Guide to the Honors Program

Opportunities for Independent Critical and Scholarly Work

Completing the English major with Honors allows students to do independent study on a topic they choose, to work closely with a faculty advisor, and to write a researched critical paper of about 50 pages. Students almost always find the Honors Essay an incalculably satisfying project and a memorable achievement. Here and elsewhere, many graduate school applicants submit part of their Honors thesis as a sample of their critical, scholarly work and of their future promise as scholars. Students preparing for other career paths also write theses in their senior year.

When combined with the opportunity to study one–on–one with a scholar in a field of particular interest, to get a real taste of the pleasures of advanced work, to discuss work with other Honors students, work on the Honors Essay places students in an intellectual community, the memories of which they may well carry into future work and into other intellectual and professional endeavors.

Successfully completing an Honors Essay will require sustained interest, ability, diligence, and enthusiasm—all qualities in large supply among Cornell English Majors.

Requirements and Courses

  • To qualify for the Honors Program, students should have an average of 3.7 in courses that count toward the English major.
  • The Honors Program is, in essence, a three-course commitment in which Honors students enroll:

One Honors Seminar: either English 4910 (Fall) or English 4920 (Spring). Two sections are offered each semester, each on a different topic. Most Honors candidates enroll in the Honors Seminar during fall or spring of the junior year.

Two semesters of the Honors Essay Tutorial: English 4930 (Fall) and English 4940 (Spring). These semesters must be consecutive during the senior year. The Honors Essay Tutorial is a full year independent study course "taken for a letter grade" in which students work one–on–one with their Honors adviser, meeting regularly on a mutually agreed upon schedule between the professor and the student.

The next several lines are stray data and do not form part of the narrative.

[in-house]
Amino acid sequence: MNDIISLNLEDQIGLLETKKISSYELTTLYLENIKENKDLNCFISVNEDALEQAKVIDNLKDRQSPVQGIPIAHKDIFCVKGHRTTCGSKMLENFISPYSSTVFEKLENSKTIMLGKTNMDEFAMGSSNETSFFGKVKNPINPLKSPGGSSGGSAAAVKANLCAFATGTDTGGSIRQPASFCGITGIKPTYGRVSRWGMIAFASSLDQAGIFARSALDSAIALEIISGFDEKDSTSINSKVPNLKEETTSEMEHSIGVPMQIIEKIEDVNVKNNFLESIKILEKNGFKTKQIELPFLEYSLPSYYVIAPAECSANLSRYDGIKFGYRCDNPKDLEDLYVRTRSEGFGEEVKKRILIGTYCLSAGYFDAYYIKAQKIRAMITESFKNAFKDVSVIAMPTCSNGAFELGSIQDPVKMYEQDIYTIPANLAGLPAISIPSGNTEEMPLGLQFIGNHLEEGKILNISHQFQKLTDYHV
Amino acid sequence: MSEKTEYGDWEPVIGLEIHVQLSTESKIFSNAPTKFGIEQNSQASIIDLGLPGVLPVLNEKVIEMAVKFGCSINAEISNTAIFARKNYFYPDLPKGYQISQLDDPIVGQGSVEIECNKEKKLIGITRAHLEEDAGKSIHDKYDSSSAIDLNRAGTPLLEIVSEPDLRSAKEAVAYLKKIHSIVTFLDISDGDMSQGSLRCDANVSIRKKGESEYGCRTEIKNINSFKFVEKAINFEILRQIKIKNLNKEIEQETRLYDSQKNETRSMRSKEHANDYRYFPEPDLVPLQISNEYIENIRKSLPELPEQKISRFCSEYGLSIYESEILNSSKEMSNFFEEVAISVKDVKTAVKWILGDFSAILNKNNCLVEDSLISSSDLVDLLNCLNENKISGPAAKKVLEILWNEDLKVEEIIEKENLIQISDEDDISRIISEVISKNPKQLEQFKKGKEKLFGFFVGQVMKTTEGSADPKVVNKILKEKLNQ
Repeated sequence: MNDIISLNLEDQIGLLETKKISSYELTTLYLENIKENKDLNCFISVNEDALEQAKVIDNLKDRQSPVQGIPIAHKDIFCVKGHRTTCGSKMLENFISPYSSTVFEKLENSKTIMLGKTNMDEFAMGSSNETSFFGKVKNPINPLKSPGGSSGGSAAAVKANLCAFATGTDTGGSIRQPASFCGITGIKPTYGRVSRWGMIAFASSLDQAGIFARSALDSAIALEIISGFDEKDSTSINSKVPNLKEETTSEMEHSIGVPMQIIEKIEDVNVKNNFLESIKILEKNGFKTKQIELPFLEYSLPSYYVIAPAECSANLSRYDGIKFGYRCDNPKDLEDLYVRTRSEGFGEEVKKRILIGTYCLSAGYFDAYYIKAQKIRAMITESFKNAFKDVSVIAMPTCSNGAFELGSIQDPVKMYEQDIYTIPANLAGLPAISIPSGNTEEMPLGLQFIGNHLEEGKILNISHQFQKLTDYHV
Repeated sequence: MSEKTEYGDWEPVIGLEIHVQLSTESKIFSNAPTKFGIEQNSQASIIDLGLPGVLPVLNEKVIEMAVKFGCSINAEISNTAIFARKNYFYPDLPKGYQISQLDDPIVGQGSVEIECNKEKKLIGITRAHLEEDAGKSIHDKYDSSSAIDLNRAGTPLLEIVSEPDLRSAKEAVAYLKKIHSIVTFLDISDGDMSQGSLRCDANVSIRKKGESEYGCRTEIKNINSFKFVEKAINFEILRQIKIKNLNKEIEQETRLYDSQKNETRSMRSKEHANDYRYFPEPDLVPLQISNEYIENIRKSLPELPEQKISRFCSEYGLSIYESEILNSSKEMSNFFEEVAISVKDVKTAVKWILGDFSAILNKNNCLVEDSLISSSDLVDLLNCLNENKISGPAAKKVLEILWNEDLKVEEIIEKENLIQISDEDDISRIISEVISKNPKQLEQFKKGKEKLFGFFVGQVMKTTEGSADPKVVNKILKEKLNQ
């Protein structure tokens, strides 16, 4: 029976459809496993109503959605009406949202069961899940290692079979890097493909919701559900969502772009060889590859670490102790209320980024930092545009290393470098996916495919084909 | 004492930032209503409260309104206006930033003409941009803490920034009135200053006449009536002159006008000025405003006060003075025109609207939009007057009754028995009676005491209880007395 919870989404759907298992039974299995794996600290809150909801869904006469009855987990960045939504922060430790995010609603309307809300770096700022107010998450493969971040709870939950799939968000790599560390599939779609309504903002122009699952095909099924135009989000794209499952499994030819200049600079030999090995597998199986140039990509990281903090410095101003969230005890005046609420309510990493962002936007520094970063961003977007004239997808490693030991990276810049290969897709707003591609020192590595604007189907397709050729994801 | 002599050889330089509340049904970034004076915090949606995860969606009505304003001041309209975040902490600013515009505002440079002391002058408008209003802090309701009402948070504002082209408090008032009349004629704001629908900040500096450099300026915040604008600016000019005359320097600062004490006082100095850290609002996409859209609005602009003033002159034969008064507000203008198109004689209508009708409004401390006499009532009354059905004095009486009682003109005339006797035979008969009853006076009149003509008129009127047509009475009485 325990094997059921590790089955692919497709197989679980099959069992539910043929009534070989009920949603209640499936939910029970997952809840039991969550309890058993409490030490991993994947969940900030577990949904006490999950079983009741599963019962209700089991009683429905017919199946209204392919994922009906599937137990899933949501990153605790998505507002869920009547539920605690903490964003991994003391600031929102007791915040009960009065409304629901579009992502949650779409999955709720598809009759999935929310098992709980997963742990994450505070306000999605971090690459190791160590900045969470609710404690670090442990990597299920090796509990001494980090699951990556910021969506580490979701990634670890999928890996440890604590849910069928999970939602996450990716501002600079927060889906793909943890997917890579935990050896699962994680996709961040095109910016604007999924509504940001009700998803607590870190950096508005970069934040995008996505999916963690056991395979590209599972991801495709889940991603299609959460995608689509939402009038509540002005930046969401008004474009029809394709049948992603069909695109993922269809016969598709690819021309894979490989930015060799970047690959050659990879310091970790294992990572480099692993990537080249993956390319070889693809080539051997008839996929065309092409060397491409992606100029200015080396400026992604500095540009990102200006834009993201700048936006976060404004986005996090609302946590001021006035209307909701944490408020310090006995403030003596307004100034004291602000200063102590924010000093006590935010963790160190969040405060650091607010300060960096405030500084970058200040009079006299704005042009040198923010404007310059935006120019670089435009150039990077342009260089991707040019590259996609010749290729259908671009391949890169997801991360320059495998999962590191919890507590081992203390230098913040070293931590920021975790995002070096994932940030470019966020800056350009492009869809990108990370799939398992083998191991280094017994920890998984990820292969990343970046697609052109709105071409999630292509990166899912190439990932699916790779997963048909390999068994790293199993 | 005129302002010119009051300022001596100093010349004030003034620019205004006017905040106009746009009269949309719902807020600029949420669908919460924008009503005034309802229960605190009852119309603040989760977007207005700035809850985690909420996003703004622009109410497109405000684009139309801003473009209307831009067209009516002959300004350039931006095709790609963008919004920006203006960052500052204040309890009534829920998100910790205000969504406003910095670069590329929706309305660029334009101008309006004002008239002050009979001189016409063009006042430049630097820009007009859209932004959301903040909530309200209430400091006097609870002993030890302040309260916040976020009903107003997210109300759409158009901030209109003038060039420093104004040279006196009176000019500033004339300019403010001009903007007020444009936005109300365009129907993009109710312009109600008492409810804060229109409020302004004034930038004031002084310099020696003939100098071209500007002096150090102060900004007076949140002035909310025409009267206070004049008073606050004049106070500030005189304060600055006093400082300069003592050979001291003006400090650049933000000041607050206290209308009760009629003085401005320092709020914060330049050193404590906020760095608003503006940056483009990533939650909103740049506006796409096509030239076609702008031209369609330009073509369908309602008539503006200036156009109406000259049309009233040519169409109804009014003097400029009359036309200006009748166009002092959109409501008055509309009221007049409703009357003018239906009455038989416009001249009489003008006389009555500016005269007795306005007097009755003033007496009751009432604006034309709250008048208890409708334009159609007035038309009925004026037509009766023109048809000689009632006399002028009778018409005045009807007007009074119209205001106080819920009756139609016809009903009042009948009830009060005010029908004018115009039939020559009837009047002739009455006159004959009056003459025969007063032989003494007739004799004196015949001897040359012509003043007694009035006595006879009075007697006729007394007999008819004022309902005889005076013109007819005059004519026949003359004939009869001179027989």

Stages of the Program

The year–by–year and semester–by–semester schedule sketched below should give those interested in the Honors Program an idea of the usual way students move through the Program. Other patterns are possible, though. Some students know at the time they declare the English major that they wish to pursue Honors, while others may discover later in their English studies a riveting interest they desire to pursue in depth, and only then consider writing an Honors thesis.

Early planning usually makes it easier to fulfill the Program’s three–course commitment (Honors Seminar, Honors Essay Tutorial I, Honors Essay Tutorial II). But any English major with a strong record in literary studies and curiosity about a topic is welcome to talk to the Director of Honors, at any stage, about the possibility of becoming a candidate for Honors.

Sophomore year

– If you have a strong record, apply to the Honors Program spring semester. A minimum grade point average of 3.7 in courses that count toward the English major is required.

Occasionally, students with especially strong motivation or a defined thesis plan but whose major GPA is somewhat lower will apply for the Honors program. The Director of Honors will then review their junior year English grades to assess their eligibility to continue in the program.

How to Apply:
– Calculate the GPA of your courses that count toward the English major: A GPA of 3.7 or above is required for eligibility to the Honors program.

– Complete the online Honors Program Application by clicking the link below.

Honors Program Application

– Confer with the Director of Honors and receive preliminary acceptance to the Honors Program.

– Pre-­enroll for English 4910 or plan to take English 4920 in the spring of the junior year. If you plan to study abroad one semester of the junior year, you should take 4910 or 4920 in the semester you are studying at Cornell. If you are spending the academic year abroad, you will need to take English 4910 in the first semester of your senior year, keeping in mind that you will also be enrolled in English 4930.